finding the debtor's false statement that he was unemployed despite his full time employment as a security guard earning $440 a month to be false but not materialSummary of this case from Bandler v. Melillo (In re Melilo)
Bankruptcy Nos. 80-00069-BKC-TCB, 80-0067-BKC-TCB-A.
May 9, 1980.
Richard Garcia, for debtor, Felipe A. Alvarez, for plaintiff, Justin P. Havee, Trustee, Miami, Fla.
FINDINGS AND CONCLUSIONS
In this adversary proceeding, a creditor seeks the denial of the debtor's discharge. (C.P. No. 1 7) The debtor has answered. (C.P. No. 9) The matter was tried before me on May 8, 1980. This order is a memorandum of decision under B.R. 752(a).
The time for filing a complaint objecting to discharge is limited. Interim Rule 4004 and B.R. 404(a). In this case, the deadline expired on April 28, 1980. The original complaint, filed before the deadline, alleged no ground for the denial of a discharge. 11 U.S.C. § 727. An amended complaint was filed one month later, after the deadline had expired. The amended complaint alleges that discharge should be denied because:
"(4) the debtor knowingly and fraudulently, in or in connection with the case (A) made a false oath or account . ." 11 U.S.C. § 727(a)(4)(A).
After expiration of the time fixed by the court for the filing of a complaint objecting to discharge, additional or new grounds of objection may not be added by way of amendment. Collier on Bankruptcy (14th ed.) ¶ 14.07 n. 49. It follows, therefore, that the debtor's motion to dismiss must be granted.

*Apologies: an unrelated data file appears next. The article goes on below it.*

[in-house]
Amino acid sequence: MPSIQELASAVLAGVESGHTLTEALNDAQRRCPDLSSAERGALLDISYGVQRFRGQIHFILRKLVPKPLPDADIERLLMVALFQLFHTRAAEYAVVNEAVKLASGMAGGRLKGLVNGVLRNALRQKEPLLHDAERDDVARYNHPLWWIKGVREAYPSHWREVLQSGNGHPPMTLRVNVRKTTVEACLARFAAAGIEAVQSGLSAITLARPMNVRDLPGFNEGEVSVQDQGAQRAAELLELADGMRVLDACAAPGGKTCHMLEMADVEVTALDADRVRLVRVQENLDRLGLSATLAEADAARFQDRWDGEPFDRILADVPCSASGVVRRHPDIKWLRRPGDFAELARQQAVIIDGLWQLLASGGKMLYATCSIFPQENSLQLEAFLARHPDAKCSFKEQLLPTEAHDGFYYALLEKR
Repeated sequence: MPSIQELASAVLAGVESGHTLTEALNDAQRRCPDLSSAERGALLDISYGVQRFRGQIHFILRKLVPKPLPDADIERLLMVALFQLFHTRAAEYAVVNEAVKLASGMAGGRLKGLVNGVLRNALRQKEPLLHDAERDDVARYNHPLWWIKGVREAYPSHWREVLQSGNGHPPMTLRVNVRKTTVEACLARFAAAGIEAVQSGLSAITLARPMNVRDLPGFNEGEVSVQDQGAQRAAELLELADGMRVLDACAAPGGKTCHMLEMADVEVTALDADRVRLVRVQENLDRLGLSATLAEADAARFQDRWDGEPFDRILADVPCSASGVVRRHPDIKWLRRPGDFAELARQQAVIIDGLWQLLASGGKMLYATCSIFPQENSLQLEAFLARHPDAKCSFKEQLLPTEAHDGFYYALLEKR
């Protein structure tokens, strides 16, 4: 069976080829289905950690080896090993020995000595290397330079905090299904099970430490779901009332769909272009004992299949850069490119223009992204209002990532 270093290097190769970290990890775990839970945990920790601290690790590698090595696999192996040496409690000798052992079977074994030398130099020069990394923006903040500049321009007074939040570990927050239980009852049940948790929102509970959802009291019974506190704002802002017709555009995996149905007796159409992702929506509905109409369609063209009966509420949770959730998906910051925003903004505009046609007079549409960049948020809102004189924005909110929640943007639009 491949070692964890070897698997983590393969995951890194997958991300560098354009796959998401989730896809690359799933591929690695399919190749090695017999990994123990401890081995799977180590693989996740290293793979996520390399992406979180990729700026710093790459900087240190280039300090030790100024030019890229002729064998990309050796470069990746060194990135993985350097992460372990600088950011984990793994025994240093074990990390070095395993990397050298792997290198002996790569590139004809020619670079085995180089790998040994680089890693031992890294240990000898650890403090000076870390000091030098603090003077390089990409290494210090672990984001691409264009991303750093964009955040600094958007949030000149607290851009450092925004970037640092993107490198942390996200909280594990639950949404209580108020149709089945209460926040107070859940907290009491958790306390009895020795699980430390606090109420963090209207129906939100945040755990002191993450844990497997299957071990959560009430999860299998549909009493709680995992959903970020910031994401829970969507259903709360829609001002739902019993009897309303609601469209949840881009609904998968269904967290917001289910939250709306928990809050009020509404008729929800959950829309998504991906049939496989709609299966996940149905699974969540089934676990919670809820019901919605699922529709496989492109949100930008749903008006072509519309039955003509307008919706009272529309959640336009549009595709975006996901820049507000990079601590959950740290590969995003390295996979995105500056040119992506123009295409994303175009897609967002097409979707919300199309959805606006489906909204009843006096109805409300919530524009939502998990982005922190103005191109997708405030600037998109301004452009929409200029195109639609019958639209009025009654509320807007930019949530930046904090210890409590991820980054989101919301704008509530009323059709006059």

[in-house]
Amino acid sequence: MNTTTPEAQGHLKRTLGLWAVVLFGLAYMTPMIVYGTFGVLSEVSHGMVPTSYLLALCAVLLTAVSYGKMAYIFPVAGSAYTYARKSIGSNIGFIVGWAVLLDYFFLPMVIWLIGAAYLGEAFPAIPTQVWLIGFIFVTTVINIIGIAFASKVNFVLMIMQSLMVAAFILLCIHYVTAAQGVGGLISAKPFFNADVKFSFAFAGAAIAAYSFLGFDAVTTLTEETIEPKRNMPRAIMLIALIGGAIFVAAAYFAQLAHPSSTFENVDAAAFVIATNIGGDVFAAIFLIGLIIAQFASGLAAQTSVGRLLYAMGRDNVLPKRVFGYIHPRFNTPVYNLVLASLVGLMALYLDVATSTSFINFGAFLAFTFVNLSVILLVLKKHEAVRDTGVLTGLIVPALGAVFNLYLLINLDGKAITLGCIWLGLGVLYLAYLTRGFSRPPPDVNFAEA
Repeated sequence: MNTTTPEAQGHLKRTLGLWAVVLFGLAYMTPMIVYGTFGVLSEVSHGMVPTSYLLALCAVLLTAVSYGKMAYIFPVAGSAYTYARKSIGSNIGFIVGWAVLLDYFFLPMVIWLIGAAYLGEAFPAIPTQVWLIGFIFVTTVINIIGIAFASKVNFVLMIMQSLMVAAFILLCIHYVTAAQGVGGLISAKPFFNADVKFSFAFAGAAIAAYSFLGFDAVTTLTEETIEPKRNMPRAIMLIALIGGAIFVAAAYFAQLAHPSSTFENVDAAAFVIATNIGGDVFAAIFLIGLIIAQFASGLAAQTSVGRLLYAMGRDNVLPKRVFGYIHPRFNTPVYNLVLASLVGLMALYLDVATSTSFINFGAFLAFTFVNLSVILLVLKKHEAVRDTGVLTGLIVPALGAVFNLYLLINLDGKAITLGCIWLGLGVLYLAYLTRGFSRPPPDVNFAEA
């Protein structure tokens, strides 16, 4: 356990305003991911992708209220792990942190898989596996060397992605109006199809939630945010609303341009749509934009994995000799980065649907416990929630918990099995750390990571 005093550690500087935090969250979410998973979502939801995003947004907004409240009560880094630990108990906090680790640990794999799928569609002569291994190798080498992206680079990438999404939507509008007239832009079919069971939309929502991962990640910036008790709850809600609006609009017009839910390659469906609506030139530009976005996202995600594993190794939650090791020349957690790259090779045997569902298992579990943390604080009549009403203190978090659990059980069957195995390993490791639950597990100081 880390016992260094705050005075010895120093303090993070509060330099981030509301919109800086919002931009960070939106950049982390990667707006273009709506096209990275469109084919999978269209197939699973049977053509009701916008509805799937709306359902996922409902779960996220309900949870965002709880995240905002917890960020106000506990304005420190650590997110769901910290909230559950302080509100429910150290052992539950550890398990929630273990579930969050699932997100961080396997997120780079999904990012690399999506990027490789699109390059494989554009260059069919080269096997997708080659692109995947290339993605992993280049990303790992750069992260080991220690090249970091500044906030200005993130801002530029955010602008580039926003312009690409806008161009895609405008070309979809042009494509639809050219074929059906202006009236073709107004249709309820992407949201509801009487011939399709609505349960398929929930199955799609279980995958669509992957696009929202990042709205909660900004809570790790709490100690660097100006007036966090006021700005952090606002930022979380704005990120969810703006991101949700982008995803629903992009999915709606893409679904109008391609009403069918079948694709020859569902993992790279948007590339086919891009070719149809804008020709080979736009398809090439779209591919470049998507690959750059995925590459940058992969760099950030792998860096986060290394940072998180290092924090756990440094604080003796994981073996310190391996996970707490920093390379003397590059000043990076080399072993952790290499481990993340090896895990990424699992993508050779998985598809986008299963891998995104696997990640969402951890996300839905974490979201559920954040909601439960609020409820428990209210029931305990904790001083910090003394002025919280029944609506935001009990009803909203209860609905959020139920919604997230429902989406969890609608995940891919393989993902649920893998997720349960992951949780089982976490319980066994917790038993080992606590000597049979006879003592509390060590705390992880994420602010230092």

I reserved ruling on this motion and heard all of the evidence offered by the parties. The debtor's sworn bankruptcy petition states that he was unemployed at the time the petition was filed. The statement is false. He was employed as a full time security guard at the Ivanhoe Hotel and was being paid $440 a month. He had held the position for some time and continues to hold the position now. In response to the same question, the debtor stated that he was retired. The answer, though misleading, is not false. The debtor is receiving Social Security and his earned income in any one year is restricted to $3,720.
The debtor's explanation for the false answer in his petition (which was not cured or corrected during his interrogation at the § 341 hearing) is that he viewed his employment as temporary. He could not work more than eight and a half months without forfeiting his benefits.
I am not impressed by the debtor's explanation, but there is no reason for him to have lied. A completely accurate response to the question would not have affected this bankruptcy proceeding in any way, nor would it have forfeited or jeopardized his Social Security benefits. I conclude that the debtor's false answer was the result of carelessness or ignorance and was not a fraudulent act.
A bankruptcy discharge may be denied under § 727(a)(4)(A) only if the false oath related to a material matter, that is to say material to the condition of the estate or to the debtor's entitlement to discharge. Collier on Bankruptcy (15th ed.) ¶ 727.04 n. 4.
If, therefore, the amended complaint were properly before me, plaintiff has failed to allege or prove a basis for denial of this discharge.
For the foregoing reasons, the complaint must be dismissed with prejudice. As is required by B.R. 921(a), a separate judgment will be entered to that effect. Costs, if any, will be taxed on motion.